The spread of manufacturing

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The long-run record We speak of the ‘industrial West,’ but before the industrial revolution, most of the world’s manufacturing production took place in China and India. In 1500, the cost of shipping goods between continents was very high, so countries consumed what they produced. Since per capita income was similar across Eurasia, and since China and India each contained about one-quarter of the world’s population, they produced similar proportions of the world’s textiles, ceramics, metals, and other products. The situation was modified slightly in the next two centuries as the voyages of da Gama, Columbus, and Magellan showed that European ships could sail the seven seas, and improvements in their design cut the cost of the voyages, but changes were not substantial enough to seriously modify the late medieval situation, and China and India remained the world’s great manufacturing centers to the eve of the industrial revolution. Other regions of the globe, including the Islamic world, for instance, had important manufacturing industries reflecting the size of their populations. This state of affairs is shown in Figure 2.1, which plots the geographical distribution of world manufacturing output from 1750 to the early twenty-first century. On the eve of the industrial revolution, China and India produced 33 percent and 25 percent of the world’s manufactures. Manufacturing output soared in Britain after 1750 as her share of the world total rose from 2 percent to a peak value of about 23 percent in 1880. Over the same period, the Chinese and Indian shares dropped to 13 percent and 3 percent, respectively. (Their shares kept dropping in the twentieth century, bottoming out at 2 percent each in the 1950s.)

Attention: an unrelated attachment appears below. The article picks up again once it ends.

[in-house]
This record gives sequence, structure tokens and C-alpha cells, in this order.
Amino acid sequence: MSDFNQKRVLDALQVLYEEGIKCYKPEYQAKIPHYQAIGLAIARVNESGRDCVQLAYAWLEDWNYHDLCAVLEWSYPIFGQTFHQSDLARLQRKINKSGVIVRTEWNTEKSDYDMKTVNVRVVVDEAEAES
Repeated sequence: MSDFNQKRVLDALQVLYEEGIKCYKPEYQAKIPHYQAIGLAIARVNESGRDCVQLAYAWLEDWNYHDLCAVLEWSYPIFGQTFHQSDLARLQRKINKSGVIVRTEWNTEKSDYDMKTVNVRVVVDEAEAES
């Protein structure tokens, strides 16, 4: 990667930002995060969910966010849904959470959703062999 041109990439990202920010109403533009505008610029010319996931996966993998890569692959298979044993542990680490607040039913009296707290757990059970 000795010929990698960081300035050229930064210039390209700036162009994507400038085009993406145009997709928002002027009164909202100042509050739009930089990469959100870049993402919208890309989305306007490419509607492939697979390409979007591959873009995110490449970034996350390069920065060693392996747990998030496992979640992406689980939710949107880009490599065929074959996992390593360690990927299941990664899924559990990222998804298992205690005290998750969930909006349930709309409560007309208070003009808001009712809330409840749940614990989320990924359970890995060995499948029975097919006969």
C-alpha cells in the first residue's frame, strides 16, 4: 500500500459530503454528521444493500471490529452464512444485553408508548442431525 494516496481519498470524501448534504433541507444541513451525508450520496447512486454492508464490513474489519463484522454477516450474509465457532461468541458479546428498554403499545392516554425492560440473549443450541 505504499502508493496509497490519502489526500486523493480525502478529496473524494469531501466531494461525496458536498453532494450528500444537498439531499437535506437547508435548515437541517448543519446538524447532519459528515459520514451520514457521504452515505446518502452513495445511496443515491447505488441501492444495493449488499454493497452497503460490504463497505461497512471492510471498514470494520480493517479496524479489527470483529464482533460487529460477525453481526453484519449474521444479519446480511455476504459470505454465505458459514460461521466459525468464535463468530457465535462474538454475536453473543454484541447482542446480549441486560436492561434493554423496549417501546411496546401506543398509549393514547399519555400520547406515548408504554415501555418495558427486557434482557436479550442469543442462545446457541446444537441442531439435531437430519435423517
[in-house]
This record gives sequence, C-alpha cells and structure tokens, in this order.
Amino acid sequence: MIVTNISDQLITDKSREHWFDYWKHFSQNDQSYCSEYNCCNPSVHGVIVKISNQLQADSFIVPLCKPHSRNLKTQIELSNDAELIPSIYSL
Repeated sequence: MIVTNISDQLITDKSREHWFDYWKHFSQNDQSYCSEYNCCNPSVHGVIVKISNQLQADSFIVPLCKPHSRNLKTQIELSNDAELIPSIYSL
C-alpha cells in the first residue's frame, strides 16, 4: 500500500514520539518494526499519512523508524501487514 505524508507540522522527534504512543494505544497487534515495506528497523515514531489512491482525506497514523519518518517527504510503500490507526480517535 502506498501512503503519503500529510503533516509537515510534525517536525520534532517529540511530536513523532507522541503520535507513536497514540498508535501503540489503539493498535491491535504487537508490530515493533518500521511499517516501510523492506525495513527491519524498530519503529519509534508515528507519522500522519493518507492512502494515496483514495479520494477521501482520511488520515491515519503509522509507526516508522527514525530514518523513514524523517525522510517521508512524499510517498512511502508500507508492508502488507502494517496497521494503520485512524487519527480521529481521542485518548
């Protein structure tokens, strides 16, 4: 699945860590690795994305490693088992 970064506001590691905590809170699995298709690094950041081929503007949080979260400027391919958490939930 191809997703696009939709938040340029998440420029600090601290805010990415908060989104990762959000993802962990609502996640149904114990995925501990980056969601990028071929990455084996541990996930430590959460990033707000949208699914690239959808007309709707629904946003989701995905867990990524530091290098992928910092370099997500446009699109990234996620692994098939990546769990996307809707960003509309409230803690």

Original languageEnglish (US)
Title of host publicationThe Cambridge History of Capitalism Volume 2
Subtitle of host publicationThe Spread of Capitalism: From 1848 to the Present
PublisherCambridge University Press
Number of pages25
ISBN (Electronic)9781139095105
ISBN (Print)9781107019645
StatePublished - Jan 1 2012

ASJC Scopus subject areas

  • General Arts and Humanities


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